- We’re Not Going Back to Normal: “We all want things to go back to normal quickly. But what most of us have probably not yet realized—yet will soon—is that things won’t go back to normal after a few weeks, or even a few months. Some things never will.”
- The Only Treatment for Coronavirus Is Solidarity: “The new coronavirus makes vivid the logic of a world that combines a material reality of intense interdependence with moral and political systems that leave people to look out for themselves. Because we are linked — at work, on the bus and subway, at school, at the grocery store, with the Fresh Direct delivery system — we are contagious, and vulnerable. Because we are morally isolated, told to look out for ourselves and our own, we are becoming survivalists house by house, apartment by apartment, stocking enough that’s canned and frozen, grabbing enough cold meds and disinfectant, to cut ties and go out on our own.”
- After the Quarantine, the Flood: “In what ways are we numerous, enumerated, counted, uncounted, dividuated, enmassed, and divided? In what ways have we chosen to live this way, and in what ways is it chosen for us In whose interests are lives thus organized; which powers does this serve? And what, indeed, is the meaning of our modes of numerosity? I apply these questions again now, from a warm apartment, with ample food and the ability to support myself materially as I type. In this moment, we have been asked to mitigate being numerous together. Solidarity in the pandemic, for those in my position, is situated in not making things worse; this we can choose.”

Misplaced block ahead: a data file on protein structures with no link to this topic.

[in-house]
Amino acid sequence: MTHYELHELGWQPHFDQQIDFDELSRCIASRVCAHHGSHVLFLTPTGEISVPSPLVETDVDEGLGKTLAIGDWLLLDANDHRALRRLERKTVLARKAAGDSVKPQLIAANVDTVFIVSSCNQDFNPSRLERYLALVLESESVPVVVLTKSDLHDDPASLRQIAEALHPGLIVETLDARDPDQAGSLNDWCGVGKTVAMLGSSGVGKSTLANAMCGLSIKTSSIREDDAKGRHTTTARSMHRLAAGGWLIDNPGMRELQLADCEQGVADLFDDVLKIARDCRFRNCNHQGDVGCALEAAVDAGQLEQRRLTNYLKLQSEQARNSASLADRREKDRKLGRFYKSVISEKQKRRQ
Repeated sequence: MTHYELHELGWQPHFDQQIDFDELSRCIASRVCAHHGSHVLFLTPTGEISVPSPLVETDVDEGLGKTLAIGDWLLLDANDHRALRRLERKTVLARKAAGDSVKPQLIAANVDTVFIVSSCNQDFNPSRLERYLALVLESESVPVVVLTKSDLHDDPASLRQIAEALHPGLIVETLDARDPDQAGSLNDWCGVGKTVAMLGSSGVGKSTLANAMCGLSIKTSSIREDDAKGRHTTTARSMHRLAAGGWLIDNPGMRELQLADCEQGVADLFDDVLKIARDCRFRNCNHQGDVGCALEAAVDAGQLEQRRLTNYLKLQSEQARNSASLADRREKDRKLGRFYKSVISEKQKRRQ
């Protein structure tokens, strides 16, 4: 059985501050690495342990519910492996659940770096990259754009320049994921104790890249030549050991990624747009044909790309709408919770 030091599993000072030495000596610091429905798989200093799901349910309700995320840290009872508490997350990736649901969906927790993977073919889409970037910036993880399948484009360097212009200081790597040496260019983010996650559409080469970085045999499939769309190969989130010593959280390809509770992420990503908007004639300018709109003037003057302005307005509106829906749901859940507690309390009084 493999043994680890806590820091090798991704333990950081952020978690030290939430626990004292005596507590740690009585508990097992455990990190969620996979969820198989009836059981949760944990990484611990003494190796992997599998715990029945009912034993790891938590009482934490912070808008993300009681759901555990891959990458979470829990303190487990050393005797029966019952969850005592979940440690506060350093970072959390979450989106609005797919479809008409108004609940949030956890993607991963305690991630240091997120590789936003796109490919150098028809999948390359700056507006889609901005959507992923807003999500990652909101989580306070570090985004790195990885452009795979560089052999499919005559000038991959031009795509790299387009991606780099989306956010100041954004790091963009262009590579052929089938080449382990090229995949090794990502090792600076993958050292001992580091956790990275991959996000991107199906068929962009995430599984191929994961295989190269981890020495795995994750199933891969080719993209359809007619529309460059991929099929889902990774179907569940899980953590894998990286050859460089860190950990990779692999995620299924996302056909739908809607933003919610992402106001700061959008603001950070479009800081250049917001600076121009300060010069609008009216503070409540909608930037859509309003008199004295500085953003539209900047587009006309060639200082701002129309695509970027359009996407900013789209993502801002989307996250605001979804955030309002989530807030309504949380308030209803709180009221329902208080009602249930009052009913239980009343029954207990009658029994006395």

- Come On, You Live in a Society: “American politicians long ago shifted the burden of safeguarding the public from the government to individuals. Call it personal responsibility, call it deficit reduction, call it whatever you want; the consequences are the same no matter which label we use. The absence of any seriously developed health-care infrastructure abandons people to muddle through on their own. The absence of major labor protections forces people to work sick and will financially ruin anyone whose employers don’t offer paid leave. The preeminent message coming out of D.C. — and this is not a new trend; it is far older than the Trump presidency — tells people that they’re ultimately responsible for themselves. We are conditioned to think of ourselves as individual consumers first and as interconnected members of society second. Movements that hold the opposite view tend to be ruthlessly broken down and suppressed at worst, or at best, dismissed as the fantastical longings of childish adults.